THE picture being projected on the screen of public opinion is that government will collapse in no time if subsidy is not removed in the New Year. Three top officials of government namely, the Minister of Finance, Dr. Ngozi Okonjo-Iweala; her Petroleum Resources counterpart, Mrs. Diezani Allison-Madueke and Central Bank Governor, Sanusi Lamido Sanusi, are pushing government’s position with missionary zeal at town hall meetings.
Surprisingly, the Comrade Governor of Edo State, Adams Oshiomhole, who, as president of the Nigeria Labour Congress (NLC), battled former President Olusegun Obasanjo to a standstill on this same matter, has been thoroughly converted and talking like a World Bank/IMF agent at the meetings.
The proponents say that all the things government has not been able to do such as the provision of physical and social infrastructures will be given automatically once the incubus called petroleum subsidy is lifted off the back of government. In brief, their position is that no subsidy removal, no government in 2012.
But as rightly observed by NPAN’s president and publisher of ThisDay Newspapers, Mr Nduka Obaigbena, when the meeting opened in Lagos, “Labour’s DNA is anti-subsidy removal.” And since DNA (deoxyribonucleic acid) is unchangeable, it is advisable for government to rebrand the whole enterprise to sound different and palatable, too. For instance, it can be called: Cost of Good Governance or some other name that does not suggest removal of fuel subsidy so that Labour can be pacified.
APPARENTLY, one of the things on which government will spend the hefty money that will come from the subsidy removal is the implementation of an agreement it entered into with the Academic Staff Union of Universities (ASUU).
The year closed yesterday, so to speak, without university education in Nigeria because university teachers were and still on strike over failure of government to implement faithfully an understanding both sides reached since 2009 to accord the educational sector better funding.
Yet, in this shameful situation when government should give definite and specific timelines on the way forward, the Minister of Education, Ruqayyatu Rufai, herself a university Professor, has chosen to be evasive. Instead of telling Nigerians when exactly government would do the desirable so that the striking teachers could return to the classrooms, she merely said that the unsettling matter between government and ASUU would be permanently settled in 2012.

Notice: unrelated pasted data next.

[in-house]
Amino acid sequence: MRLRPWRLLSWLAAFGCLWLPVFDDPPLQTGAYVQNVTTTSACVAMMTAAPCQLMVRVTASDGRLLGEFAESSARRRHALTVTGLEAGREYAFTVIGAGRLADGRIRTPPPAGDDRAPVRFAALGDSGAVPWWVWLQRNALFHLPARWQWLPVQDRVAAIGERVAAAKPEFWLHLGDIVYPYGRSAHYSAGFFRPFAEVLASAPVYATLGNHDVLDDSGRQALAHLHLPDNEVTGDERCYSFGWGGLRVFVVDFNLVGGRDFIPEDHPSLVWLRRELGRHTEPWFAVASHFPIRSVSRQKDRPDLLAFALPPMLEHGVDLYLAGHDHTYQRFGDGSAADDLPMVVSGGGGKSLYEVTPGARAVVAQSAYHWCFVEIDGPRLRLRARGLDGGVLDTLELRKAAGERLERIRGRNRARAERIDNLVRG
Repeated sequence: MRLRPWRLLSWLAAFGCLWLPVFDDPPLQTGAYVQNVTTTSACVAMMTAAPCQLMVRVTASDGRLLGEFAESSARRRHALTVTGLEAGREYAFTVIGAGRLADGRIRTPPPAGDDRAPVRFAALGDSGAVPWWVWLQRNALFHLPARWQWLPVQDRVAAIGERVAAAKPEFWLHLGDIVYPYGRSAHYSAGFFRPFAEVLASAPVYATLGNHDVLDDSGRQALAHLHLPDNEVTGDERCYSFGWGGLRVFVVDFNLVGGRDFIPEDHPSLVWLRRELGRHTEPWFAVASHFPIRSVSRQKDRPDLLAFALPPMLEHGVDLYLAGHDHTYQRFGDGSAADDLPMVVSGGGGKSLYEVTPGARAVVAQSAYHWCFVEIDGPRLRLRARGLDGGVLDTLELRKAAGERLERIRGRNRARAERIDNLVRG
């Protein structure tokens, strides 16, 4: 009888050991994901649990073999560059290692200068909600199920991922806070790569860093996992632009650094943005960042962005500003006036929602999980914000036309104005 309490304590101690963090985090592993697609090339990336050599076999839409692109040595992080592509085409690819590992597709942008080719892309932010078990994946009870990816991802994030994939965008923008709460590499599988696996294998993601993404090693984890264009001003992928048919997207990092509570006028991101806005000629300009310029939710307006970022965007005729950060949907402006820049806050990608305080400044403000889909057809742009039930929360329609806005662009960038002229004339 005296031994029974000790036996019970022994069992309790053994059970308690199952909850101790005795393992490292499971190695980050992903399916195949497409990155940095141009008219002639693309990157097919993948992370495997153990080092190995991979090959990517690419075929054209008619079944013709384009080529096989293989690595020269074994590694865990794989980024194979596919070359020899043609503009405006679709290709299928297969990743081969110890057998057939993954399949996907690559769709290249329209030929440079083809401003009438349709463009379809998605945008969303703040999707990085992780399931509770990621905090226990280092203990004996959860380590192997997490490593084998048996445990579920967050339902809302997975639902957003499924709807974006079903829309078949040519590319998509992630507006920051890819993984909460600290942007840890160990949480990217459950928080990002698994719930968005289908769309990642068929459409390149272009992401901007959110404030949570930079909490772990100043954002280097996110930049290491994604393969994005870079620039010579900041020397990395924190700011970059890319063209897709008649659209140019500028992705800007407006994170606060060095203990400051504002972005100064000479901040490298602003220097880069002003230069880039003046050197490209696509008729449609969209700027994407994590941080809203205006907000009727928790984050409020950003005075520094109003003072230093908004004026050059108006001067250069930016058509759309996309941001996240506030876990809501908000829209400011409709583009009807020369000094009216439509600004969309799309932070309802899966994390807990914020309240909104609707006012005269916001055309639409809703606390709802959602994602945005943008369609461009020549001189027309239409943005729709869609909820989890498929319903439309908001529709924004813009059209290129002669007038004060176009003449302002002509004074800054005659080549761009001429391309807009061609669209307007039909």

This is neither here nor there. Her optimism, however, might have derived from the planned removal of the fuel subsidy, which is being vigorously promoted as a magic wand that will give government infinite capacity to do all things in the New Year, including the funding of university education.
EVEN so, education may not be too important on the scale of priority in 2012. The issue of security of life and property has become paramount in the unfolding scenario. The radical Islamic sect, Boko Haram, has sustained its onslaught on the polity in spite of official promises to stop their attacks.
In the circumstance, the about one trillion Naira voted for security in the 2012 budget, as if the country is being mobilised for war, may prove inadequate to shield Nigerians from the falling bombs of Boko Haram.
What is more, President Jonathan is lamenting like a victim, too. He has come very close to abdicating and asking Nigerians to seek help from Above. His words: “Bombing is one of the burdens we must live with; it will not last forever, I believe that it will surely be over.”
If the Commander-in-Chief of the Armed Forces of the Federal Republic of Nigeria is talking like this, hope of a clear-cut strategy to contain the monster, to say the least, is most farfetched even as security and service chiefs rallied in the last days of 2011 to give an impression of serious co-ordination.